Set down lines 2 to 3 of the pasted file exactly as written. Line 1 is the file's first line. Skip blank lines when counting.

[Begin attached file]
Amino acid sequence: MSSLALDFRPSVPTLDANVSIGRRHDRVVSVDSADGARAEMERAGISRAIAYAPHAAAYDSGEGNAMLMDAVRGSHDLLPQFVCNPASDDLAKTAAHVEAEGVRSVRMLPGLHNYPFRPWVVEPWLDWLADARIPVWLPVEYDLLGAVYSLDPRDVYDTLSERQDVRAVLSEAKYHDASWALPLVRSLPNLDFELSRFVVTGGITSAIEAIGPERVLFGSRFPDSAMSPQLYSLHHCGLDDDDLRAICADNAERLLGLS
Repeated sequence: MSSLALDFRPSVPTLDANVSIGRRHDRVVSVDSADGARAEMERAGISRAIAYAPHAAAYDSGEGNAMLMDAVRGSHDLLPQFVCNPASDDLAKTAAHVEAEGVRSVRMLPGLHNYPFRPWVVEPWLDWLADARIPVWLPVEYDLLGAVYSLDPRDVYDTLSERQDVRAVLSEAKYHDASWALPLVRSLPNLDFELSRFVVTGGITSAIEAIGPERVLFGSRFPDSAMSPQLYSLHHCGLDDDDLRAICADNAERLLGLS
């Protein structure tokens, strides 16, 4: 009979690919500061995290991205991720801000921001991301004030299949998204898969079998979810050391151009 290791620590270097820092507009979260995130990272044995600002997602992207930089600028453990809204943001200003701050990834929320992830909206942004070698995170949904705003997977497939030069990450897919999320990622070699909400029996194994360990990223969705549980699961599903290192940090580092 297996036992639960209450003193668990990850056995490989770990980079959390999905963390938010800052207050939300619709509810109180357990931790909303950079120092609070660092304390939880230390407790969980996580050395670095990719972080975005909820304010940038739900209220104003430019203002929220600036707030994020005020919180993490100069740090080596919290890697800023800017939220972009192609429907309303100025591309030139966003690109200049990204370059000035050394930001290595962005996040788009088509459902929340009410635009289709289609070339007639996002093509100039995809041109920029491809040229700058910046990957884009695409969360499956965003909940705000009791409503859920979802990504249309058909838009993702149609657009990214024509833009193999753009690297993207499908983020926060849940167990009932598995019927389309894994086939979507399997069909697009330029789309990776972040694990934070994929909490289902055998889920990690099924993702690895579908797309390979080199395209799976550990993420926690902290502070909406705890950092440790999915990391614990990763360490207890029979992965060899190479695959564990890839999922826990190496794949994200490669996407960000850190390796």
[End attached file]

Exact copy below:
Repeated sequence: MSSLALDFRPSVPTLDANVSIGRRHDRVVSVDSADGARAEMERAGISRAIAYAPHAAAYDSGEGNAMLMDAVRGSHDLLPQFVCNPASDDLAKTAAHVEAEGVRSVRMLPGLHNYPFRPWVVEPWLDWLADARIPVWLPVEYDLLGAVYSLDPRDVYDTLSERQDVRAVLSEAKYHDASWALPLVRSLPNLDFELSRFVVTGGITSAIEAIGPERVLFGSRFPDSAMSPQLYSLHHCGLDDDDLRAICADNAERLLGLS
């Protein structure tokens, strides 16, 4: 009979690919500061995290991205991720801000921001991301004030299949998204898969079998979810050391151009 290791620590270097820092507009979260995130990272044995600002997602992207930089600028453990809204943001200003701050990834929320992830909206942004070698995170949904705003997977497939030069990450897919999320990622070699909400029996194994360990990223969705549980699961599903290192940090580092 297996036992639960209450003193668990990850056995490989770990980079959390999905963390938010800052207050939300619709509810109180357990931790909303950079120092609070660092304390939880230390407790969980996580050395670095990719972080975005909820304010940038739900209220104003430019203002929220600036707030994020005020919180993490100069740090080596919290890697800023800017939220972009192609429907309303100025591309030139966003690109200049990204370059000035050394930001290595962005996040788009088509459902929340009410635009289709289609070339007639996002093509100039995809041109920029491809040229700058910046990957884009695409969360499956965003909940705000009791409503859920979802990504249309058909838009993702149609657009990214024509833009193999753009690297993207499908983020926060849940167990009932598995019927389309894994086939979507399997069909697009330029789309990776972040694990934070994929909490289902055998889920990690099924993702690895579908797309390979080199395209799976550990993420926690902290502070909406705890950092440790999915990391614990990763360490207890029979992965060899190479695959564990890839999922826990190496794949994200490669996407960000850190390796």